Credit Card Reform

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credit-card-reformThe credit card reform bill is being voted on by the House of Representatives today. The Bill which was written to help protect credit hard holders from unscrupulous credit card practices will probably be passed by both the Houses and signed by President Obama.

Here are some of the new changes.



The credit card bill will  prohibit a creditor from increasing any annual percentage rate of interest (APR) applicable to the existing balance on an open end consumer credit card account unless specified conditions are met.

Allows a creditor to increase an APR on the existing credit card balance only if the increase is due solely to:

  • A change in the index rate, most credit cards are tied to the prime rate 

  • A promotional credit card interest rate expires

  • A payment was not received during the 30-day grace period after the due date

  • Failure to comply with a workout plan.


Prohibits any such APR increase from exceeding the APR applicable to the particular category of transactions on the day before the effective date of the workout plan.

Requires a 45-day advance notice of credit card account rate increases, except one resulting from a change in index

States that, with certain exceptions, written notice of an increase in any annual percentage rate of interest shall be effective at the end of the one-year period beginning when the account is opened.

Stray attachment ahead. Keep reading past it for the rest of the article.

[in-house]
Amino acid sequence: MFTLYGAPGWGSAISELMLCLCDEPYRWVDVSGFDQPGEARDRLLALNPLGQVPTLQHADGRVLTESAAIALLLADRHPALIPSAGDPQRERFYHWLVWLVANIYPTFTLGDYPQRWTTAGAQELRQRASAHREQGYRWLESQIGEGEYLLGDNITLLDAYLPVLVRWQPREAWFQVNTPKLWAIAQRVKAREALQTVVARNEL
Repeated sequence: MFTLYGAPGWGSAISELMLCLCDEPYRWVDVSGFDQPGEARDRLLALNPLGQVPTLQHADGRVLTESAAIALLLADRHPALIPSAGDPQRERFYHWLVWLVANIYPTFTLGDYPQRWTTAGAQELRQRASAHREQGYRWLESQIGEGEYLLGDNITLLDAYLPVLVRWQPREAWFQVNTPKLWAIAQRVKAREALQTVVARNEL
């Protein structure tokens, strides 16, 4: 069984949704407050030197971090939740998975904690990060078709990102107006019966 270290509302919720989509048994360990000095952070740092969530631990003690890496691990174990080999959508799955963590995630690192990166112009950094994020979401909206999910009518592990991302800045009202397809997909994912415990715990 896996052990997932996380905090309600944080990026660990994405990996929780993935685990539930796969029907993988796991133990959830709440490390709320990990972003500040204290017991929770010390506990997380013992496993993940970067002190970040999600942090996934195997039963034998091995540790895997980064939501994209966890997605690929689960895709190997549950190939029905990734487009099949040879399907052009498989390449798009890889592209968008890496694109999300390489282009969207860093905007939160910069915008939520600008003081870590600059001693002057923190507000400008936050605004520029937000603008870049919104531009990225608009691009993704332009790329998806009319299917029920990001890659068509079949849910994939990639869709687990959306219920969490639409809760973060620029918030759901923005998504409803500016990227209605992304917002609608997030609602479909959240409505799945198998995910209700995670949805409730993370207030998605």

Prohibits any significant contract change from taking effect unless the creditor provides a written notice fully describing the change at least 45 days before the change takes effect.

Prohibits the imposition of a fee on an outstanding credit card balance, at the end of a billing period, that is attributable only to interest accrued during the preceding billing period on an outstanding balance fully repaid during that preceding billing period.

Requires each periodic statement of account to provide the toll-free telephone number, Internet address, and website at which the payoff balance may be requested, including statements of account issued by a small issuer (of fewer than 50,000 credit cards).

Grants a consumer the right to reject a new credit card before the creditor notifies a consumer reporting agency of its corresponding account.

Sets forth special rules for accounts with promotional rate balances or deferred interest balances.

Prescribes payment allocations to be used if two or more different APRs apply to different portions of an outstanding balance on a credit card account.

Prohibits a creditor from denying a cardholder a specified payment grace period if the cardholder takes advantage of a promotional rate balance or deferred interest rate balance.

Requires creditors to send a periodic credit card statement of account to the consumer at least 21 calendar days before the due date for the next payment on the outstanding balance.

Prohibits a creditor from treating as a late payment the receipt of a periodic payment by mail as of the creditor's next business day if the date established by the creditor as the payment due date is a day on which mail is either not delivered or is not accepted by the creditor for processing.
 
Author: Brian McKay
April 30th, 2009